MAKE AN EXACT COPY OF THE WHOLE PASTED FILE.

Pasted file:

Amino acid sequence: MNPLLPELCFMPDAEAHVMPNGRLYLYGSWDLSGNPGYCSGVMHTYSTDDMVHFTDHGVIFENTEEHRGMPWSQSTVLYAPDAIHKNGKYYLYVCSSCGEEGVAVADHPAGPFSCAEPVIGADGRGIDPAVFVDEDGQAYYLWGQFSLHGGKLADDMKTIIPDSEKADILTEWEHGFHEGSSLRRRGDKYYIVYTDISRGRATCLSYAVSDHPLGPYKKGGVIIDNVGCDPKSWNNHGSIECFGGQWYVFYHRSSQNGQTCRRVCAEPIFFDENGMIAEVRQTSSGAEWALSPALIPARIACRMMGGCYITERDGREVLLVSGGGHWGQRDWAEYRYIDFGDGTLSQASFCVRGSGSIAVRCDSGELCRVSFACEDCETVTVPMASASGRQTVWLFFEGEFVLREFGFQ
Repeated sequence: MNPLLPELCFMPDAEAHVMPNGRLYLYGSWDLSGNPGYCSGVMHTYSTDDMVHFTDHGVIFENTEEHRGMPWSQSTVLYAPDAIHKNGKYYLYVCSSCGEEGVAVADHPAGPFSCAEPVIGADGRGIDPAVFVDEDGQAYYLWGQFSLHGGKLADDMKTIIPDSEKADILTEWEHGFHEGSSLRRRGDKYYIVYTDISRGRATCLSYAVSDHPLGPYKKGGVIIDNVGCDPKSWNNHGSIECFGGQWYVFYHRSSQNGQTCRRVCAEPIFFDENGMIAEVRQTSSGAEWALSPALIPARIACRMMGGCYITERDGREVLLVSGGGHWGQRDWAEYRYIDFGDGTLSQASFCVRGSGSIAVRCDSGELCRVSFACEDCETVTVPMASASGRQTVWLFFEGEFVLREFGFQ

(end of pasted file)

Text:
Amino acid sequence: MNPLLPELCFMPDAEAHVMPNGRLYLYGSWDLSGNPGYCSGVMHTYSTDDMVHFTDHGVIFENTEEHRGMPWSQSTVLYAPDAIHKNGKYYLYVCSSCGEEGVAVADHPAGPFSCAEPVIGADGRGIDPAVFVDEDGQAYYLWGQFSLHGGKLADDMKTIIPDSEKADILTEWEHGFHEGSSLRRRGDKYYIVYTDISRGRATCLSYAVSDHPLGPYKKGGVIIDNVGCDPKSWNNHGSIECFGGQWYVFYHRSSQNGQTCRRVCAEPIFFDENGMIAEVRQTSSGAEWALSPALIPARIACRMMGGCYITERDGREVLLVSGGGHWGQRDWAEYRYIDFGDGTLSQASFCVRGSGSIAVRCDSGELCRVSFACEDCETVTVPMASASGRQTVWLFFEGEFVLREFGFQ
Repeated sequence: MNPLLPELCFMPDAEAHVMPNGRLYLYGSWDLSGNPGYCSGVMHTYSTDDMVHFTDHGVIFENTEEHRGMPWSQSTVLYAPDAIHKNGKYYLYVCSSCGEEGVAVADHPAGPFSCAEPVIGADGRGIDPAVFVDEDGQAYYLWGQFSLHGGKLADDMKTIIPDSEKADILTEWEHGFHEGSSLRRRGDKYYIVYTDISRGRATCLSYAVSDHPLGPYKKGGVIIDNVGCDPKSWNNHGSIECFGGQWYVFYHRSSQNGQTCRRVCAEPIFFDENGMIAEVRQTSSGAEWALSPALIPARIACRMMGGCYITERDGREVLLVSGGGHWGQRDWAEYRYIDFGDGTLSQASFCVRGSGSIAVRCDSGELCRVSFACEDCETVTVPMASASGRQTVWLFFEGEFVLREFGFQ